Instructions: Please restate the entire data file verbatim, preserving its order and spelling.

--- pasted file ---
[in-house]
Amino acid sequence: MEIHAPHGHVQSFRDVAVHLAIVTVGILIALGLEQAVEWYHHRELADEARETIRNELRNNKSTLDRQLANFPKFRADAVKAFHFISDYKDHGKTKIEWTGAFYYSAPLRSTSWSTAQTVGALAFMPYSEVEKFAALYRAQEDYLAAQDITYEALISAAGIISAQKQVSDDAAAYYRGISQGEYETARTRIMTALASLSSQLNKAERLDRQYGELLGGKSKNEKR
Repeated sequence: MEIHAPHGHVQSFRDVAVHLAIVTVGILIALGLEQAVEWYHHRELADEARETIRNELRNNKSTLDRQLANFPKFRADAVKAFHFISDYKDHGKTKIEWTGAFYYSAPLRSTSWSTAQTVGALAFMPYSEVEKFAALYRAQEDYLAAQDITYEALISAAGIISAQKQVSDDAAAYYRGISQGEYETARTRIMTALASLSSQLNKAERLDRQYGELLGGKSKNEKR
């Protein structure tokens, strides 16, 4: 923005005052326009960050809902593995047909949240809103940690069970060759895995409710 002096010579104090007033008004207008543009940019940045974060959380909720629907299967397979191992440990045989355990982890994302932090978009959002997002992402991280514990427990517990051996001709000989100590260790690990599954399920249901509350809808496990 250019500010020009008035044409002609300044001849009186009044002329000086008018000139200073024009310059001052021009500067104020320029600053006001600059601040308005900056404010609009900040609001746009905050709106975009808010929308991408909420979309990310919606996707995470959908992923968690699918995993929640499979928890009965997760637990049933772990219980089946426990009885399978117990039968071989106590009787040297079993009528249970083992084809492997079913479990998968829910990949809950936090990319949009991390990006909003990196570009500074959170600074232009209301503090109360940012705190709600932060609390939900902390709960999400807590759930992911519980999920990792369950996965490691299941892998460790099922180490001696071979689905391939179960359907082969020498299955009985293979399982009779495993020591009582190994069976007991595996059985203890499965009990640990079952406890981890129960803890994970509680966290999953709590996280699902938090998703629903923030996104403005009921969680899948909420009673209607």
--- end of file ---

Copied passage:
[in-house]
Amino acid sequence: MEIHAPHGHVQSFRDVAVHLAIVTVGILIALGLEQAVEWYHHRELADEARETIRNELRNNKSTLDRQLANFPKFRADAVKAFHFISDYKDHGKTKIEWTGAFYYSAPLRSTSWSTAQTVGALAFMPYSEVEKFAALYRAQEDYLAAQDITYEALISAAGIISAQKQVSDDAAAYYRGISQGEYETARTRIMTALASLSSQLNKAERLDRQYGELLGGKSKNEKR
Repeated sequence: MEIHAPHGHVQSFRDVAVHLAIVTVGILIALGLEQAVEWYHHRELADEARETIRNELRNNKSTLDRQLANFPKFRADAVKAFHFISDYKDHGKTKIEWTGAFYYSAPLRSTSWSTAQTVGALAFMPYSEVEKFAALYRAQEDYLAAQDITYEALISAAGIISAQKQVSDDAAAYYRGISQGEYETARTRIMTALASLSSQLNKAERLDRQYGELLGGKSKNEKR
């Protein structure tokens, strides 16, 4: 923005005052326009960050809902593995047909949240809103940690069970060759895995409710 002096010579104090007033008004207008543009940019940045974060959380909720629907299967397979191992440990045989355990982890994302932090978009959002997002992402991280514990427990517990051996001709000989100590260790690990599954399920249901509350809808496990 250019500010020009008035044409002609300044001849009186009044002329000086008018000139200073024009310059001052021009500067104020320029600053006001600059601040308005900056404010609009900040609001746009905050709106975009808010929308991408909420979309990310919606996707995470959908992923968690699918995993929640499979928890009965997760637990049933772990219980089946426990009885399978117990039968071989106590009787040297079993009528249970083992084809492997079913479990998968829910990949809950936090990319949009991390990006909003990196570009500074959170600074232009209301503090109360940012705190709600932060609390939900902390709960999400807590759930992911519980999920990792369950996965490691299941892998460790099922180490001696071979689905391939179960359907082969020498299955009985293979399982009779495993020591009582190994069976007991595996059985203890499965009990640990079952406890981890129960803890994970509680966290999953709590996280699902938090998703629903923030996104403005009921969680899948909420009673209607």